Wherever in Some Wildwood Bower [poem by Charles Harpur]

[Editor: This poem by Charles Harpur was published in The Bushrangers; A Play in Five Acts, and Other Poems (1853). The poem was not given a title on its page in the book; however, it was listed on the Contents page as “Wherever in some wildwood Bower”.]

[Wherever in Some Wildwood Bower]

Wherever in some wildwood bower
There blooms a honey-yielding flower,
There too dwells a bird to sup
Out of its delicious cup,
And sing betimes, lest it should be
O’erfed into satiety:
So wherever Loveliness
Dwells retired — dwells to bless,
Not dazzle: there some destin’d spirit,
Feeding on its luscious merit,
Can at peace with Passion be
Only through sweet Poesy.



Source:
Charles Harpur, The Bushrangers; A Play in Five Acts, and Other Poems, Sydney: W. R. Piddington, 1853, page 105

Editor’s notes:
betimes = (archaic) in short time, soon, speedily (may also mean: early, before the usual time, in good time; at times, occasionally, sometimes)

bower = a shaded, leafy resting place or shelter, usually located within a garden or park and often made of latticework upon which plants (especially vines) are grown, or made out of intertwined tree boughs or vines (also known as an “arbor”) (“bower” may also refer to a country cottage or retreat, or to a woman’s bedroom or apartments in a medieval castle or mansion)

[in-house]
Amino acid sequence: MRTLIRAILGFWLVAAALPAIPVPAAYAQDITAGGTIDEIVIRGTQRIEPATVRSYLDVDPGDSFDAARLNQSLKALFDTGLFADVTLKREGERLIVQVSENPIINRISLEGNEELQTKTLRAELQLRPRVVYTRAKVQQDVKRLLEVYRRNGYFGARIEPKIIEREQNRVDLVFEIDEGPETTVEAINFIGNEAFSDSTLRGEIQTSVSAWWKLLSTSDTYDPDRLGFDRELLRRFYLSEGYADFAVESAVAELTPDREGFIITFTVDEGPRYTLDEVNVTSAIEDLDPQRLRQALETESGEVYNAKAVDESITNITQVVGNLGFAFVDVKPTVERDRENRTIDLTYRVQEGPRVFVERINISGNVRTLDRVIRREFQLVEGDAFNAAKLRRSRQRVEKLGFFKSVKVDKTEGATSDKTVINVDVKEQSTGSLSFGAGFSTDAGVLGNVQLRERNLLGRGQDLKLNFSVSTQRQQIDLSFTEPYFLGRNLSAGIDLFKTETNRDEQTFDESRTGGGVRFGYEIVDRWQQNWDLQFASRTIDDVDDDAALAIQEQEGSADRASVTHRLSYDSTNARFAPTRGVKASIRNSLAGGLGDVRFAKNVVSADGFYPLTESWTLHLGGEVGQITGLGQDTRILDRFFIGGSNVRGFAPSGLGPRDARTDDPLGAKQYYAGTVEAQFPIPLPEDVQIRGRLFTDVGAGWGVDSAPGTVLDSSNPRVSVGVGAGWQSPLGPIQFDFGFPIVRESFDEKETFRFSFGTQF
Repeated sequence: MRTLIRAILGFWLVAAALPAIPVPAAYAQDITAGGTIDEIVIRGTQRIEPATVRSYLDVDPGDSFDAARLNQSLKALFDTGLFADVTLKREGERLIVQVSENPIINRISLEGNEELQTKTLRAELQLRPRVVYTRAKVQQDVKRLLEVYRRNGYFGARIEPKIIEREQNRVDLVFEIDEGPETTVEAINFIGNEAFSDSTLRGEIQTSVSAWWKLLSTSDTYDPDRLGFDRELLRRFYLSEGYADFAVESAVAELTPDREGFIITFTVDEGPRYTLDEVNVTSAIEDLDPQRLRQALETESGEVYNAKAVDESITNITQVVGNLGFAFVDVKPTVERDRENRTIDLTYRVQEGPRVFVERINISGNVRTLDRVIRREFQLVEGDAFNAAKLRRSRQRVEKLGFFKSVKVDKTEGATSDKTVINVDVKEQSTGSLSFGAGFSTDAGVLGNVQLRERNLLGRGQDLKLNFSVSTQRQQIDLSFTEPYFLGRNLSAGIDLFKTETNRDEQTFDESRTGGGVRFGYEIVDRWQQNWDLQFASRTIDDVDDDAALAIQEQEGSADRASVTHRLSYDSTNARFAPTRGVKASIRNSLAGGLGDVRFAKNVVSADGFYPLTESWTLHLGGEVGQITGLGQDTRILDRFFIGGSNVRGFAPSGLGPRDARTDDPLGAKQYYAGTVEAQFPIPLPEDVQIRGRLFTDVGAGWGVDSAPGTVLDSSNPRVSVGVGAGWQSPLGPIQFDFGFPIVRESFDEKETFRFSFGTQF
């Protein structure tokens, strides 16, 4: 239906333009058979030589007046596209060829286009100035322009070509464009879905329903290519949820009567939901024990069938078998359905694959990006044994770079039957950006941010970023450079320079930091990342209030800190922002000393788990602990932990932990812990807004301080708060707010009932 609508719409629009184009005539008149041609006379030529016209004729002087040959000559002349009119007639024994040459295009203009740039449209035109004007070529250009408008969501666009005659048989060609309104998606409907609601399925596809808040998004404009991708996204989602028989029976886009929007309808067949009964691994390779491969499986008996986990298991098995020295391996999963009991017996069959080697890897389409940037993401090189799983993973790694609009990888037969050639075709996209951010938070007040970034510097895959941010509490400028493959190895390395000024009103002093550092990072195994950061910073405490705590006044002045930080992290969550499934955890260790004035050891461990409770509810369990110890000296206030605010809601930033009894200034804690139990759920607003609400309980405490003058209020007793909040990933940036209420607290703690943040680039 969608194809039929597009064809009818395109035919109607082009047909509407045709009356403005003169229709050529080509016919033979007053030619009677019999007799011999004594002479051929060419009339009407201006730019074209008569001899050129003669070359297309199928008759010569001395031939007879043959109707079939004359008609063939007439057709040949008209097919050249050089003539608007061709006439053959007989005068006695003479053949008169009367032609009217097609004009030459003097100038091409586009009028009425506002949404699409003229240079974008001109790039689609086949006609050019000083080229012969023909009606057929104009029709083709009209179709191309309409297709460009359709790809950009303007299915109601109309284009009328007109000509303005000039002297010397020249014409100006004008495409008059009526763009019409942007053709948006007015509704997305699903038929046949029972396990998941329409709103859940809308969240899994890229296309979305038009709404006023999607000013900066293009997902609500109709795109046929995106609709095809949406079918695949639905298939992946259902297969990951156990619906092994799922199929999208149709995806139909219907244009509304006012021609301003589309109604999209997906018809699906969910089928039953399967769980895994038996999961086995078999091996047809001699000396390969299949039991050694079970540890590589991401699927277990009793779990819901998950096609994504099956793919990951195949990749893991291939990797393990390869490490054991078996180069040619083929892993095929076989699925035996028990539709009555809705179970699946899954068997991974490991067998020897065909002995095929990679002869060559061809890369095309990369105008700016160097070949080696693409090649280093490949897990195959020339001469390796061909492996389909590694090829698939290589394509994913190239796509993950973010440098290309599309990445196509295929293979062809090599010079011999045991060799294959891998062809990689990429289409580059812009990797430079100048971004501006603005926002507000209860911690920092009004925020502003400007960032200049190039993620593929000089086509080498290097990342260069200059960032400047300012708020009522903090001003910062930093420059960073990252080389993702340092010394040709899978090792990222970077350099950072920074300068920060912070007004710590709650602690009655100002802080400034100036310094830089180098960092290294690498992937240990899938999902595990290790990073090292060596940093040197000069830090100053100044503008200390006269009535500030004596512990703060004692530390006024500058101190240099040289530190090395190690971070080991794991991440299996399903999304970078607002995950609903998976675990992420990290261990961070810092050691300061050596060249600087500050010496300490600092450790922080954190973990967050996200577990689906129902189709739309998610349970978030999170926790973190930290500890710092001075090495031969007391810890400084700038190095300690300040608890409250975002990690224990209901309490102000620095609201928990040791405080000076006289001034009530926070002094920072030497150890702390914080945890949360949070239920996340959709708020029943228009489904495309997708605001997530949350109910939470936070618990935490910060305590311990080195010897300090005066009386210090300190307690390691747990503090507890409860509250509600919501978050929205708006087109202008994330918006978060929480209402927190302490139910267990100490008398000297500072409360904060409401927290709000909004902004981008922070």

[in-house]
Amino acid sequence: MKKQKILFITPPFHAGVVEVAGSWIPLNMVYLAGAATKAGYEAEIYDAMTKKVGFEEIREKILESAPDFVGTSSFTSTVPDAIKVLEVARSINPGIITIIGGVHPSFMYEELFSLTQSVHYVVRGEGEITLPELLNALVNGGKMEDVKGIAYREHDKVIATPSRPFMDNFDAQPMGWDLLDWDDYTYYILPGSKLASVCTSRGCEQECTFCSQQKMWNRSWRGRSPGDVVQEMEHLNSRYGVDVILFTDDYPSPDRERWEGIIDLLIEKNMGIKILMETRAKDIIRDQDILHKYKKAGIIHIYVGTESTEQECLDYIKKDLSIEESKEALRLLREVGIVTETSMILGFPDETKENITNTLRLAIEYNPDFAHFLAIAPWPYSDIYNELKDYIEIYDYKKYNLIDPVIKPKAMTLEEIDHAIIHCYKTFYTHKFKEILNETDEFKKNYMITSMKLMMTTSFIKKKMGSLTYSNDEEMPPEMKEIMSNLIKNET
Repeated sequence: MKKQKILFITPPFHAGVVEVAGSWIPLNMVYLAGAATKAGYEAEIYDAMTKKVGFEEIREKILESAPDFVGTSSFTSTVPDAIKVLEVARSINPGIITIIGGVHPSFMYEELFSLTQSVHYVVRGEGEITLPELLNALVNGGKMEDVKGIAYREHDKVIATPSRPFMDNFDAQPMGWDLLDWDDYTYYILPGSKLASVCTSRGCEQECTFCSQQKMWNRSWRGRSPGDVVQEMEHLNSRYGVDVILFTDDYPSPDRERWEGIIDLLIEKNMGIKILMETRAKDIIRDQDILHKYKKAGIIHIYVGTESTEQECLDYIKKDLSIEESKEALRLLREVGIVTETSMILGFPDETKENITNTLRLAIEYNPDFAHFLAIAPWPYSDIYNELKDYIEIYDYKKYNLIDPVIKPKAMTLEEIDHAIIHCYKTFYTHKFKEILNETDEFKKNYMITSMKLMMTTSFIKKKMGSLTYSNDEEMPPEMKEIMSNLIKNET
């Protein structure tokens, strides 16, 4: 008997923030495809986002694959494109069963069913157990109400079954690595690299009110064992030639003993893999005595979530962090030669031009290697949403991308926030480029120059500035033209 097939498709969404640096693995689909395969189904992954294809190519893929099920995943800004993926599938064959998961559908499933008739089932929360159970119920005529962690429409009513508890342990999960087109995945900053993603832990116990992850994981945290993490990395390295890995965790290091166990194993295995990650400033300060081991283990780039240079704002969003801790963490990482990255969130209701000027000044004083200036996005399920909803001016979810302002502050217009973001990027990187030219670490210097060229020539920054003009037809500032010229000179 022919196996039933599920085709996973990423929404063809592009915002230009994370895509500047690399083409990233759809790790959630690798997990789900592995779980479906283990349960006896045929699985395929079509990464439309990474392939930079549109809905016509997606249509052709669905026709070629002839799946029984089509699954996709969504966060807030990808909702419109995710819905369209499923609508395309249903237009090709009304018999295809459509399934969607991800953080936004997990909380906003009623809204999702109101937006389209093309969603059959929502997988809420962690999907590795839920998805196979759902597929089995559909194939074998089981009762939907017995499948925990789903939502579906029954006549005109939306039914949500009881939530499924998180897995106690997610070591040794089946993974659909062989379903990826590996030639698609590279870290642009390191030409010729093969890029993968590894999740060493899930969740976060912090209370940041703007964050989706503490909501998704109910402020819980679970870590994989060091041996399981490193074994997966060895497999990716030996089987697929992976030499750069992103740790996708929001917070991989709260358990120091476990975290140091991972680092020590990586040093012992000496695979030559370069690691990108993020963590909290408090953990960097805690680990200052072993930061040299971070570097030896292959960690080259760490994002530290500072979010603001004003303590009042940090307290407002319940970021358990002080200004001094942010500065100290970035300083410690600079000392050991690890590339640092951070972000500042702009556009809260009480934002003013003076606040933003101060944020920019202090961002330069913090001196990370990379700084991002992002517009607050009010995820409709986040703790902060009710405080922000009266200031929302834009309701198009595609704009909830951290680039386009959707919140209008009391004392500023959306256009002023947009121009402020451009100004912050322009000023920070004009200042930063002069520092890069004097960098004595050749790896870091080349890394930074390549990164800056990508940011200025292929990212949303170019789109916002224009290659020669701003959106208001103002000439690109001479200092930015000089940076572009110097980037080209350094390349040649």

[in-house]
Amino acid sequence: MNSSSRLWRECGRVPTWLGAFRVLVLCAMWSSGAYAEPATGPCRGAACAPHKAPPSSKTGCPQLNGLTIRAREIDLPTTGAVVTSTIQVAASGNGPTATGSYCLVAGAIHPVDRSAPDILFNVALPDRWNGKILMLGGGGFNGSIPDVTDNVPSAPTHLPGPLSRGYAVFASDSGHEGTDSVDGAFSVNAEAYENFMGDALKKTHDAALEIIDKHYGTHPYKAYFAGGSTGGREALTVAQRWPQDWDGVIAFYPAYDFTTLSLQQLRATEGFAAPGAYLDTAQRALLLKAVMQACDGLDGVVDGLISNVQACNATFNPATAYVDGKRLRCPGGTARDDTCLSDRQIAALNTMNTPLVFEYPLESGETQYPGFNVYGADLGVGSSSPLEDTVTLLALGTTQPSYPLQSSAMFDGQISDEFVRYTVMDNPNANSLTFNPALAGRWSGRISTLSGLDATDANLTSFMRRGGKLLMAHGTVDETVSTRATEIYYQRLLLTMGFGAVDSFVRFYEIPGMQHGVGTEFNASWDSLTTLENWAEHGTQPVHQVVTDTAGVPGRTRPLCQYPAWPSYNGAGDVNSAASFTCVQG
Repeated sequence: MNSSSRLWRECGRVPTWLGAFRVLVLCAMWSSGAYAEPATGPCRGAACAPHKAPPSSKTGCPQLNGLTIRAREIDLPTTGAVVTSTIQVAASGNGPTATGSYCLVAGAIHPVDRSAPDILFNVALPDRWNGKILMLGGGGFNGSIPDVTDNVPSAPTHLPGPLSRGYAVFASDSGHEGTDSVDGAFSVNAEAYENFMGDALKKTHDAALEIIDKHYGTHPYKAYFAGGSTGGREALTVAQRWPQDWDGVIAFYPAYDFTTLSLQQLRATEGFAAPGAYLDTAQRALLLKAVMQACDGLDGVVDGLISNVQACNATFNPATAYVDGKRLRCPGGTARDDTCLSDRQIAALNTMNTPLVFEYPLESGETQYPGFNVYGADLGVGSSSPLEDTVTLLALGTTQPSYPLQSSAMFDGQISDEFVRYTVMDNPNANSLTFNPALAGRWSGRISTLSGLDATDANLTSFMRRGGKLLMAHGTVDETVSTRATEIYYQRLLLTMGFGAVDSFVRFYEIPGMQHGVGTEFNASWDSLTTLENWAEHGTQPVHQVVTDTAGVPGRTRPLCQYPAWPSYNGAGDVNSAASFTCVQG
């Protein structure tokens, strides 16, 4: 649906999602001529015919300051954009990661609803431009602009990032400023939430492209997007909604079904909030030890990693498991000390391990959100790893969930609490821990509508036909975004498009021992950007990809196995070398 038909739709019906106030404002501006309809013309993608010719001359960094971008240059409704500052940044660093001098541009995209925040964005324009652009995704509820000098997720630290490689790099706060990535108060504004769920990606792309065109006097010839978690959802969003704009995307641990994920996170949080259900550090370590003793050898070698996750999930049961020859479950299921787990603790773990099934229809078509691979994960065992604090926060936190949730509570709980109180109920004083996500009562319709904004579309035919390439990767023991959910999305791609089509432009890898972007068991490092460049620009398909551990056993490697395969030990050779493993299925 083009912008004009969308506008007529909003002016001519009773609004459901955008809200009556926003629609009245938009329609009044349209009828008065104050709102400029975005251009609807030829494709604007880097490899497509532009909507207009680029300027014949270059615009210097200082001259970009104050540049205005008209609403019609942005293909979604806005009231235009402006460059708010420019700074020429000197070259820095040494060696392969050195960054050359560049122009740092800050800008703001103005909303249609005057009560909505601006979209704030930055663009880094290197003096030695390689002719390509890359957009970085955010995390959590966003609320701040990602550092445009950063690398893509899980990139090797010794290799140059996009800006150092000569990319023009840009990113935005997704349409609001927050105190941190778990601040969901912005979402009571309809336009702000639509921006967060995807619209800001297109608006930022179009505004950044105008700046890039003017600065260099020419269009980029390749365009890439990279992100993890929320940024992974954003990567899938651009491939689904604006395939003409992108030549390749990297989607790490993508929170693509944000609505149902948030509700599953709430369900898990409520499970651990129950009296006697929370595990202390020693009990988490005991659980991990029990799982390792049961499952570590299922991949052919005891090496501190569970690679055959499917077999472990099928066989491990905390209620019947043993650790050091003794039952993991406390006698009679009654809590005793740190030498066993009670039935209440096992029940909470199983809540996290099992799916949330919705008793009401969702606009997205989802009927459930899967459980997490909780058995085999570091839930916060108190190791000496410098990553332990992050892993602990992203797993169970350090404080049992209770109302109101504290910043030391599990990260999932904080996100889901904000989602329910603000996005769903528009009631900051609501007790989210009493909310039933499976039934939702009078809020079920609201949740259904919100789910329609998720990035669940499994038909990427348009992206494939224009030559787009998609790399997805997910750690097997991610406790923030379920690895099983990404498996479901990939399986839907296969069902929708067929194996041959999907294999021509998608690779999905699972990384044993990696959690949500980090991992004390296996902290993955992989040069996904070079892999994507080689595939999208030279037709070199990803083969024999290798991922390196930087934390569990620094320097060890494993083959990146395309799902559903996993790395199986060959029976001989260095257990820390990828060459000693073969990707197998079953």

satiety = the state of being sated (having fed until feeling full; gratified to capacity; being satisfied to capacity by food or pleasure)

sup = to eat or drink; imbibe drink or food by drinking or eating in small amounts (small mouthfuls, sips, or spoonfuls), especially liquid foods (such as soup); drink; have supper, eat an evening meal

Old spelling in the original text:
o’erfed (overfed)

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